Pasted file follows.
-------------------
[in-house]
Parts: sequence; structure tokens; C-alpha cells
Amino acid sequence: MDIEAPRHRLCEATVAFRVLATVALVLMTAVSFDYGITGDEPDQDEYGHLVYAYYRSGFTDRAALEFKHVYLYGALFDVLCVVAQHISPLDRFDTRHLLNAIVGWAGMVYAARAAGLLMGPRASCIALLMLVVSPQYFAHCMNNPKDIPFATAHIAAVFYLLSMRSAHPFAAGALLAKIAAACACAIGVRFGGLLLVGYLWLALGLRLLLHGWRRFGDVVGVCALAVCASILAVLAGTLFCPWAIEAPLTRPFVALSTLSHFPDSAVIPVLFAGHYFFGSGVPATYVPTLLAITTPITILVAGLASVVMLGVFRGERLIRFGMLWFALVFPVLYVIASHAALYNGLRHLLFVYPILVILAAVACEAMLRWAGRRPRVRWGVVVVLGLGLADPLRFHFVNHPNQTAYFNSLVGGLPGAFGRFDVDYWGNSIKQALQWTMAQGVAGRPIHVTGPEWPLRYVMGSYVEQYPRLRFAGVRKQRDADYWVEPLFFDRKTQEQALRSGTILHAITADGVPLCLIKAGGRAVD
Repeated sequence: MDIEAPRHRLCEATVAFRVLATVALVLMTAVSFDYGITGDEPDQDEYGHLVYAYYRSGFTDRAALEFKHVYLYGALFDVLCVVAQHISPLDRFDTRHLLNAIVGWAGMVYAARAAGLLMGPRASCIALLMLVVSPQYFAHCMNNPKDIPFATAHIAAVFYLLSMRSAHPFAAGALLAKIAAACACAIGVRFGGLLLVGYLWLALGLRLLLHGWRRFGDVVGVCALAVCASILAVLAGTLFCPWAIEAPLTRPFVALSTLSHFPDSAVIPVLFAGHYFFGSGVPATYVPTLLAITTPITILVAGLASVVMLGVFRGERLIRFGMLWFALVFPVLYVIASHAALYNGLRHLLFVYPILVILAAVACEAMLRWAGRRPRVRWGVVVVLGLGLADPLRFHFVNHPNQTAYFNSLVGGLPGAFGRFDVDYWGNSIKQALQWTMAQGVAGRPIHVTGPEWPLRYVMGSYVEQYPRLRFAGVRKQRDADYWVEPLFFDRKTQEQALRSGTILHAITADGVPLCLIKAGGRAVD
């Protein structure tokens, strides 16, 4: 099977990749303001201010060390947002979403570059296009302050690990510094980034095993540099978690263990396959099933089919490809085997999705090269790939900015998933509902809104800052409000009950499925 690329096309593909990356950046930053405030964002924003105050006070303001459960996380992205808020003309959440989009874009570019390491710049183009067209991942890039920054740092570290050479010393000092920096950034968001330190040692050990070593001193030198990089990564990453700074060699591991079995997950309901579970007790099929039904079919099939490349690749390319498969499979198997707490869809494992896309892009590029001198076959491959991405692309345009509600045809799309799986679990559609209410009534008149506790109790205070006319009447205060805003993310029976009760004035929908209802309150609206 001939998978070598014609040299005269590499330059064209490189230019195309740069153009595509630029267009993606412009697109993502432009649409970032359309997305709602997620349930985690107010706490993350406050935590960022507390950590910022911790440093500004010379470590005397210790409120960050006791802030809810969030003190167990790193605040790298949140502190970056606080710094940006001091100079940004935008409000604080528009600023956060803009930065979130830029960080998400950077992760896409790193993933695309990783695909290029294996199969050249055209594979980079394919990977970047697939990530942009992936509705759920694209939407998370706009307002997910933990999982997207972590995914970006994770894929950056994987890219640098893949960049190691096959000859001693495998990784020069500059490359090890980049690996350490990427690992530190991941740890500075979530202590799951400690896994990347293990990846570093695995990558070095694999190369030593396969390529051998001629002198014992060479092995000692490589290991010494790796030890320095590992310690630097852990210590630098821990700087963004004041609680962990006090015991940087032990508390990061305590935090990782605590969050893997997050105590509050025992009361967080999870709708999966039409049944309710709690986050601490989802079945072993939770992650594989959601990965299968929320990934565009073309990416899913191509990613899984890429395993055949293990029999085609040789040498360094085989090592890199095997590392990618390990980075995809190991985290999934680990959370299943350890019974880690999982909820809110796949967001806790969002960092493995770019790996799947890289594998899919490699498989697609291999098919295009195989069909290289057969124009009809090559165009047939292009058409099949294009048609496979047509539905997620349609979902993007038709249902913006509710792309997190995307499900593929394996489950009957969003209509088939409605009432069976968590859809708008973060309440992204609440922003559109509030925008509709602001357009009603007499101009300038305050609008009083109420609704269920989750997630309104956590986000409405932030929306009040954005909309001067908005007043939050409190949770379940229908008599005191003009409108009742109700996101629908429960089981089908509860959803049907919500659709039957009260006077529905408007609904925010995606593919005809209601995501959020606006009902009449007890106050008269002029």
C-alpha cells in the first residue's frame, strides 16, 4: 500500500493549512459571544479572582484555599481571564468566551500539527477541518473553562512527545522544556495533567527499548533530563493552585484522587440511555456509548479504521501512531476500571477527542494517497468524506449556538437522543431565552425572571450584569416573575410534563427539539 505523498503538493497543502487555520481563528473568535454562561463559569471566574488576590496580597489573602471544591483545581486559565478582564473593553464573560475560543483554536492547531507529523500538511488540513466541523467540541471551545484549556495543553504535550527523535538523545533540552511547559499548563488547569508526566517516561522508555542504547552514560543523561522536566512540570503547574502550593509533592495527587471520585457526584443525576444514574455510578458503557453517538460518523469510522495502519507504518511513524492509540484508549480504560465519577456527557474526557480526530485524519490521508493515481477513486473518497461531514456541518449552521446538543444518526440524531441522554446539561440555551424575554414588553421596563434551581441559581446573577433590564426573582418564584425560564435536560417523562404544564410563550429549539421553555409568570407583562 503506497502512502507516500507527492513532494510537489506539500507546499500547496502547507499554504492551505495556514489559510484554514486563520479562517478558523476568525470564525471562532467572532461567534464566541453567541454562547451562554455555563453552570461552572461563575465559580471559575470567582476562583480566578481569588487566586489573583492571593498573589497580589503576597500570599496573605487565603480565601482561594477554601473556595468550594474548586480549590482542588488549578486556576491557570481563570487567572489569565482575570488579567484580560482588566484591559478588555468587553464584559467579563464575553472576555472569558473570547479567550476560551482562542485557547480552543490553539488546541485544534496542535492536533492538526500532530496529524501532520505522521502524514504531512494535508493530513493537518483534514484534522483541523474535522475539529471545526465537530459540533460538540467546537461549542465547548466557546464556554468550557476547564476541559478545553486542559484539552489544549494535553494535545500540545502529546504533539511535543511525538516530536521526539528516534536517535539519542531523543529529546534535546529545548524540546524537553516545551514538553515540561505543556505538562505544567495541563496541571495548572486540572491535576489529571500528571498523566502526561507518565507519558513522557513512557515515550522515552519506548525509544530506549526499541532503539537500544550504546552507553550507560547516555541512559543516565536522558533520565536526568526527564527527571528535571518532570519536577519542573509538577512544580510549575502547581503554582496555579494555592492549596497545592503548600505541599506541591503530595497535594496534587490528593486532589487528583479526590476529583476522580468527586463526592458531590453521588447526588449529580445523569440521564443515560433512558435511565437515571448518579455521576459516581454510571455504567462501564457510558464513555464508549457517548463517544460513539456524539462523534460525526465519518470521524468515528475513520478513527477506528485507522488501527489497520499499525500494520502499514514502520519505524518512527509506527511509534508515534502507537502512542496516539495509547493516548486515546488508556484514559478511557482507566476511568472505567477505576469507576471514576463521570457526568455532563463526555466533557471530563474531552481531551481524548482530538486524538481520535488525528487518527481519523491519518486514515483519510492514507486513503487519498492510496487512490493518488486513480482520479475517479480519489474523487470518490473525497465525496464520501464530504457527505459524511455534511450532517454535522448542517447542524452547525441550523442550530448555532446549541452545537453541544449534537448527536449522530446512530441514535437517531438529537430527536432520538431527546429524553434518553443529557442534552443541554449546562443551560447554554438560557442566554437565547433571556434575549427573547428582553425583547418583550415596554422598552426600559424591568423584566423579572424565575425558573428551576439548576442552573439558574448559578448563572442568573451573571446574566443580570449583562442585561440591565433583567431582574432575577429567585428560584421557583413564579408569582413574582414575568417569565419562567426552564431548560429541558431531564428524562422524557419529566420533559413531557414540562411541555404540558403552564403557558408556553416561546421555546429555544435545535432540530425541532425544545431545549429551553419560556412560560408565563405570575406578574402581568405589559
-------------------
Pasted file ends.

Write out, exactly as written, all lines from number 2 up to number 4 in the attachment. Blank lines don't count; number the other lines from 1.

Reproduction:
Parts: sequence; structure tokens; C-alpha cells
Amino acid sequence: MDIEAPRHRLCEATVAFRVLATVALVLMTAVSFDYGITGDEPDQDEYGHLVYAYYRSGFTDRAALEFKHVYLYGALFDVLCVVAQHISPLDRFDTRHLLNAIVGWAGMVYAARAAGLLMGPRASCIALLMLVVSPQYFAHCMNNPKDIPFATAHIAAVFYLLSMRSAHPFAAGALLAKIAAACACAIGVRFGGLLLVGYLWLALGLRLLLHGWRRFGDVVGVCALAVCASILAVLAGTLFCPWAIEAPLTRPFVALSTLSHFPDSAVIPVLFAGHYFFGSGVPATYVPTLLAITTPITILVAGLASVVMLGVFRGERLIRFGMLWFALVFPVLYVIASHAALYNGLRHLLFVYPILVILAAVACEAMLRWAGRRPRVRWGVVVVLGLGLADPLRFHFVNHPNQTAYFNSLVGGLPGAFGRFDVDYWGNSIKQALQWTMAQGVAGRPIHVTGPEWPLRYVMGSYVEQYPRLRFAGVRKQRDADYWVEPLFFDRKTQEQALRSGTILHAITADGVPLCLIKAGGRAVD
Repeated sequence: MDIEAPRHRLCEATVAFRVLATVALVLMTAVSFDYGITGDEPDQDEYGHLVYAYYRSGFTDRAALEFKHVYLYGALFDVLCVVAQHISPLDRFDTRHLLNAIVGWAGMVYAARAAGLLMGPRASCIALLMLVVSPQYFAHCMNNPKDIPFATAHIAAVFYLLSMRSAHPFAAGALLAKIAAACACAIGVRFGGLLLVGYLWLALGLRLLLHGWRRFGDVVGVCALAVCASILAVLAGTLFCPWAIEAPLTRPFVALSTLSHFPDSAVIPVLFAGHYFFGSGVPATYVPTLLAITTPITILVAGLASVVMLGVFRGERLIRFGMLWFALVFPVLYVIASHAALYNGLRHLLFVYPILVILAAVACEAMLRWAGRRPRVRWGVVVVLGLGLADPLRFHFVNHPNQTAYFNSLVGGLPGAFGRFDVDYWGNSIKQALQWTMAQGVAGRPIHVTGPEWPLRYVMGSYVEQYPRLRFAGVRKQRDADYWVEPLFFDRKTQEQALRSGTILHAITADGVPLCLIKAGGRAVD